You KNOW how I feel about this Ryn. It’s good news to hear so many children being so successful with their reading!
    Mouse, my brother is dyslexic and he overcomes it using computer dictation and ‘speech to text programs’. He went from failing in school to an ‘A’ student in college.
    captcha= syrian goodness

    • Rynski says:

      dear syrian goodness,
      yes! i KNOW you are big reading fan, andrew – actually was thinking of you and your friend Dr. Maya Eagleton’s reading lab when i was writing this one up. how is the carson ms reading lab going?

      also very glad to hear about  programs to help those with dyslexia – i was hoping for such an answer. thanks for filling me in.
      keep reading! and then read some more…haha.

      • Andrew Ulanowski says:

        Dr. Eagleton’s class is doing well (thanks for asking!). She has been using a reading software package which allows the kids to listen to books as they read them. There are vocabulary builders and quizzes built right in.  The kids really like it. The children in her class have also prepping for AIMS which I believe is this week or next and it will be a big relief for everyone when the testing is done.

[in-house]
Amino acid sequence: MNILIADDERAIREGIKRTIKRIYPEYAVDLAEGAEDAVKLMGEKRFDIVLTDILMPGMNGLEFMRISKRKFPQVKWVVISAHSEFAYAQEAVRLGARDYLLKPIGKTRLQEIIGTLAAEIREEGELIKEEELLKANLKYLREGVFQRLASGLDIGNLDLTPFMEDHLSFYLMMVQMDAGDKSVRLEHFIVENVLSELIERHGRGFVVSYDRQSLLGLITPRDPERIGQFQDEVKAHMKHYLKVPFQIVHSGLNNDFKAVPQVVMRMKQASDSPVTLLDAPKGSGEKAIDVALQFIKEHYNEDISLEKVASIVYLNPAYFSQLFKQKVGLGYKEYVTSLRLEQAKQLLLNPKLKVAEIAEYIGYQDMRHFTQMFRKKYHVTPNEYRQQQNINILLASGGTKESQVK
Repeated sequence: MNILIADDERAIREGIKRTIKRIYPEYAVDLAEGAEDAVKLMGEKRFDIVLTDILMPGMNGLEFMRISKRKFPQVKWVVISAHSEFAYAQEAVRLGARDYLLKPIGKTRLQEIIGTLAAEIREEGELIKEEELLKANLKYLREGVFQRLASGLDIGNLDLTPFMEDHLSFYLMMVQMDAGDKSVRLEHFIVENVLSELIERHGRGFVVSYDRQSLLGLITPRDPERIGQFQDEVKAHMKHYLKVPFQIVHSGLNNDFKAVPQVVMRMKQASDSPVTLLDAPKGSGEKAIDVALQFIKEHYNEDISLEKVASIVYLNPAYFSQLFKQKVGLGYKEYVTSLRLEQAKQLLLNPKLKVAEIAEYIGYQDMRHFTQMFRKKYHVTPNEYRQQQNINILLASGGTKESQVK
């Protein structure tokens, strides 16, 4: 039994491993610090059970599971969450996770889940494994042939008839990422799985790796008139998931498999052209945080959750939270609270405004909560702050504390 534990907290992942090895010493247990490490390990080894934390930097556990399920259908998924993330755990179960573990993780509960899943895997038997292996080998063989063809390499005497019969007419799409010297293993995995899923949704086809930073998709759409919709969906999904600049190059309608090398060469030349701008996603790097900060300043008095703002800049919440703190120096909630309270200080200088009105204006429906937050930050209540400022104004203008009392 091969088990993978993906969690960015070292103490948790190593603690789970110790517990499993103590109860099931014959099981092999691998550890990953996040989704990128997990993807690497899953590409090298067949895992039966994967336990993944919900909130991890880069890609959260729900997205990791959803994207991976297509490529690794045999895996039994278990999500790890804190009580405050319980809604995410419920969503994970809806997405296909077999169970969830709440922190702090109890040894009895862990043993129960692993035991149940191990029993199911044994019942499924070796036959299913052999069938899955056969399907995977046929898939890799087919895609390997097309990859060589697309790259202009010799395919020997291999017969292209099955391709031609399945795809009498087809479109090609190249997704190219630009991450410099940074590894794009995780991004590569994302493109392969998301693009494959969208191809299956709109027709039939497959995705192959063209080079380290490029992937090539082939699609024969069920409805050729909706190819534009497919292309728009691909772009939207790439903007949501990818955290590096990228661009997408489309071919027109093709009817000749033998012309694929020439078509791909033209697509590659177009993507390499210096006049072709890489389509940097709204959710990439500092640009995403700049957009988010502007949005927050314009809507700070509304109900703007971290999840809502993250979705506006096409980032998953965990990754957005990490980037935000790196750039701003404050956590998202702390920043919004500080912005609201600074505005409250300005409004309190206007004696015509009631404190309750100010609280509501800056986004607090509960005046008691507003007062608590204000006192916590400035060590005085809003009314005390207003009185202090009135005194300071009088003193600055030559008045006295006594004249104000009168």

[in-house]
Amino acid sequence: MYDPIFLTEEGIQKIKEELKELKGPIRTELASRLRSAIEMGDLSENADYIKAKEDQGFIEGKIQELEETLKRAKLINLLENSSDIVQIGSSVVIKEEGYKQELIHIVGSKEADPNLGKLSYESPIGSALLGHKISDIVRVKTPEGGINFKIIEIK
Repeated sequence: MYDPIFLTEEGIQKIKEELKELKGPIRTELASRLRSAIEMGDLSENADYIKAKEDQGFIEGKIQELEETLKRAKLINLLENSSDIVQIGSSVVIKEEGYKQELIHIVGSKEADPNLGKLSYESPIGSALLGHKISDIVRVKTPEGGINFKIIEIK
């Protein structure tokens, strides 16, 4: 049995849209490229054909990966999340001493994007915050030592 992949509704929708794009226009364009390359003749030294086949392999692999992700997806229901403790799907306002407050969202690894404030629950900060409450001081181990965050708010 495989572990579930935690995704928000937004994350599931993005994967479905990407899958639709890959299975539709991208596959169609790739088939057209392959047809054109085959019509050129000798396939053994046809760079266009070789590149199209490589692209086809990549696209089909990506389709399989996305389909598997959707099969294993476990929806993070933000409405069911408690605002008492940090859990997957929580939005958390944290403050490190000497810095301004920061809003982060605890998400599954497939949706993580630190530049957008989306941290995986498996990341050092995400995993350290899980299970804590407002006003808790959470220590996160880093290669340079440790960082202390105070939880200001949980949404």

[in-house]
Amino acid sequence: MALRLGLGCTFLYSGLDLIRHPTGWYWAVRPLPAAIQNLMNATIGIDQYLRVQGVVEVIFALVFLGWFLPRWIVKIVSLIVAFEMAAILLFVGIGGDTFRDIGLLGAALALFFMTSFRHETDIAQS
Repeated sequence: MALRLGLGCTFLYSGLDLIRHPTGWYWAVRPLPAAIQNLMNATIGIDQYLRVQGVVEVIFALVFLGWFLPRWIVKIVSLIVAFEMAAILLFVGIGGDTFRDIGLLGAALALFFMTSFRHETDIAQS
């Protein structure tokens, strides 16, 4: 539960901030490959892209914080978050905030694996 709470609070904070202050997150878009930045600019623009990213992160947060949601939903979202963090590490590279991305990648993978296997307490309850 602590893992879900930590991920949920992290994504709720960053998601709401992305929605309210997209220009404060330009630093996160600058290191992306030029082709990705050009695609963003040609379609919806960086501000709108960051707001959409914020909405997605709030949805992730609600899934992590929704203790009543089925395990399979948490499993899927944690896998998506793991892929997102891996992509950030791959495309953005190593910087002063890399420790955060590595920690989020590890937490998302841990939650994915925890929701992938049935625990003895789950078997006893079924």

The solution my brother uses is genius. I believe Santa Rosa Community College tested and provided the solution for him. It is in California.  He is allowed a recording device and tapes to ‘take notes’ at school. He ‘speaks’ his papers into his word processing software and what he reads is ‘spoken’ by his computer using ‘text to speech’ – this solution bypasses the visual input/output system which appears to be the source of his difficulty in reading and writing. He is a fine speaker and has no difficulty translating what he hears and so TADA! It works!

      • Rynski says:

        thanks for update! and more info on all of the above.
        wow on both – and any! – computer programs that make reading more fun, easier and accessible to all.

      • azmouse says:

        Yes, my son uses a program at college like the one you guys are talking about.

      • Jim Kelley says:

        That is greazt news. It is heartening to know that there are some schools that promote reading. I bet their parents read to them as babies and toddlers. I know mine did. I was reading Dr. Seuss on my own by age 5.

  3. BEA2plus4 says:

    We started reading to our children even before they were born and have continued as an almost daily treat.  Our 6 year old is in advanced reading at school and always has books he likes around to take in the car or read at home. Our three 4 year olds don’t really read yet but sit with books and pretend they are reading.  Our 6 year old often reads to our triplets.  We are so pleased!  I do believe that reading to them early and often was very important.